The High Court has found that some donations made to the Trust Board of the Church of Jesus Christ of Latter-Day Saints (the Trust) by a missionary, their family and others, in connection with the missionary’s application to be a missionary overseas were not charitable gifts under s LD 1 of the Income Tax Act 2007. However, the Court found that payments by some relatives of a missionary and other members of the Church were gifts and may attract a tax deduction under s LD 1.
The Church of Jesus Christ of Latter-Day Saints (the Church) was based in Salt Lake City, Utah, but had a worldwide presence, including in New Zealand. One of its more prominent activities was sending young men and women to proselytise in different countries to obtain converts to the Church’s mission. Young members of the Church in New Zealand apply to be missionaries overseas. When they do, they commit to paying or raising a “standard amount” towards supporting the Church’s missionary work. The money was not paid towards their mission overseas, but rather towards funding expenses of other missionaries in New Zealand. The missionaries sent overseas from New Zealand had their expenses paid by the country where they proselytised. The payments made in support of a missionary were termed “Ward Missionary Fund” or “WMF” payments. This terminology was used by the Church and the Trust internationally. None of the WMF payments were refundable. Once a WMF payment had been made, the funds belonged to the relevant Church-entity for use in its discretion.
The judgment addressed two proceedings, which were heard together, both involving the Commissioner of Inland Revenue as defendant. The first proceeding raised the broad question of whether the Trust could issue donation statements to any of the categories of people making the relevant payments. The plaintiff in the second proceeding was Mr Coward, a member of the Church. His daughter was a missionary for the Church. Mr Coward made the standard payments for his daughter’s application. This proceeding related to whether the Trust could issue a donation statement for those payments. Both parties considered it would be of assistance to have answers to the wider questions posed in the first proceeding rather than the narrow question of the status of payments made by Mr Coward.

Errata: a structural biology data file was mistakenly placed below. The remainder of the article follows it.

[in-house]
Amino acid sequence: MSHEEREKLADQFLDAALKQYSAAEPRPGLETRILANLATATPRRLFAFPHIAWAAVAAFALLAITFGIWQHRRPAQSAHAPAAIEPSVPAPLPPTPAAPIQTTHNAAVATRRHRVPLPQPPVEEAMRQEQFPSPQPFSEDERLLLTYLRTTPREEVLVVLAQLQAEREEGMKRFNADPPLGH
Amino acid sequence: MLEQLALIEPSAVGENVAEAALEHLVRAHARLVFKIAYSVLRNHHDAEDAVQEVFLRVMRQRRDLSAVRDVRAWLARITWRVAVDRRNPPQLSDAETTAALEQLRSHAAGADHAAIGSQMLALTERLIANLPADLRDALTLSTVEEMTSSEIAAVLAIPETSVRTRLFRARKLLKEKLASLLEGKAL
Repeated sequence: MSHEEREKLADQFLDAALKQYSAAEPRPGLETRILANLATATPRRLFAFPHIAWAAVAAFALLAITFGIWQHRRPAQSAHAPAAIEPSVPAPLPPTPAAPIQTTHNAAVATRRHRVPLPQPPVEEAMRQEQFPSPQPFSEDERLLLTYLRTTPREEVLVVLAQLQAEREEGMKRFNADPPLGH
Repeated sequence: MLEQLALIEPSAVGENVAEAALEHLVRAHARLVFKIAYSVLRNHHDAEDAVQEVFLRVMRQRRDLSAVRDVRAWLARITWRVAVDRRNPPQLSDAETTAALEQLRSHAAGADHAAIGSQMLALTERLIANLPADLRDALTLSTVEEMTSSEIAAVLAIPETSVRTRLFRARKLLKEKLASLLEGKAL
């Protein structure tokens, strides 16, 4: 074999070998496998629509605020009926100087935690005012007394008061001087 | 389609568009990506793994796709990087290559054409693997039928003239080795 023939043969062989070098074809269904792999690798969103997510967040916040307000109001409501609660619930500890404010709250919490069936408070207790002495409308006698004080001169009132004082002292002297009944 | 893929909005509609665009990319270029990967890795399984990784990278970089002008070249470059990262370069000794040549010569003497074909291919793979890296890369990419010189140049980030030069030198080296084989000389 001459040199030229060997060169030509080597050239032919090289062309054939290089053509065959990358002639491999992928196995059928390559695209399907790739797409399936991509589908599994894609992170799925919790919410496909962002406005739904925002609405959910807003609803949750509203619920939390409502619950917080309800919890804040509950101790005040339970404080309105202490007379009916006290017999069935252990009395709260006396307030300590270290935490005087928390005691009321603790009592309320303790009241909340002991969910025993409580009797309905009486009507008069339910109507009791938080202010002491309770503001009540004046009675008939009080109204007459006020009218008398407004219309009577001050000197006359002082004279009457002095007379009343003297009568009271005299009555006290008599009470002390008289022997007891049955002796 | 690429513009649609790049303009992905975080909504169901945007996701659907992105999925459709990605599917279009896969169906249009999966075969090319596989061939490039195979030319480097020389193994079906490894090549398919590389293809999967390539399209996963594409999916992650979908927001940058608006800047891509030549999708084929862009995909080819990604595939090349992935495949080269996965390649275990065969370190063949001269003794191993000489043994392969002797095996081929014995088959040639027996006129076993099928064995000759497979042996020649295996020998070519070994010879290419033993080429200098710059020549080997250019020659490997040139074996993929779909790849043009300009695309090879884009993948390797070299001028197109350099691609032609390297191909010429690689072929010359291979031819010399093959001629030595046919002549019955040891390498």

The precise issued to be determined by the Court was whether the WMF payments associated with a missionary’s application, made to the Trust by the following classes of people, were gifts under s LD 1, so entitling the donor to a tax credit: (a) a missionary (b) a parent or legal guardian of a missionary (c) grandparents of a missionary (d) siblings of a missionary (e) a more distant relative of a missionary, such as a cousin, uncle or aunt, and (f) a church member unrelated to the missionary, such as a friend of a missionary or a member of the missionary’s local ward.
The Commissioner, as a matter of practice, had allowed all claims for these payments up until 2015. Since 2015, the Commissioner had disallowed claims by a missionary and their immediate family, but not (to date) by more remote family, or members of the local district of the Church (a stake), or local ward (a subset of a stake).
The plaintiffs considered that the WMF payments were gifts because they were gratuitous payments that were made by Church members to the Trust to support the Church’s charitable work. They were dispositions of property without consideration.
The Commissioner considered that the WMF payments were made to meet the costs of that missionary’s mission and were not gifts because they were not gratuitously made to the Trust. The Commissioner maintained that they were payments made so that the Church would pay the essential personal expenses of the missionary while on a mission.
The High Court’s decision
The High Court held that WMF payments by a missionary, and parents and grandparents of a missionary were not gifts for the purposes of s LD 1. However, the Court found that payments by other relatives of a missionary and other members of the Church were gifts and so may attract a tax deduction under s LD 1. The Court made the following declarations: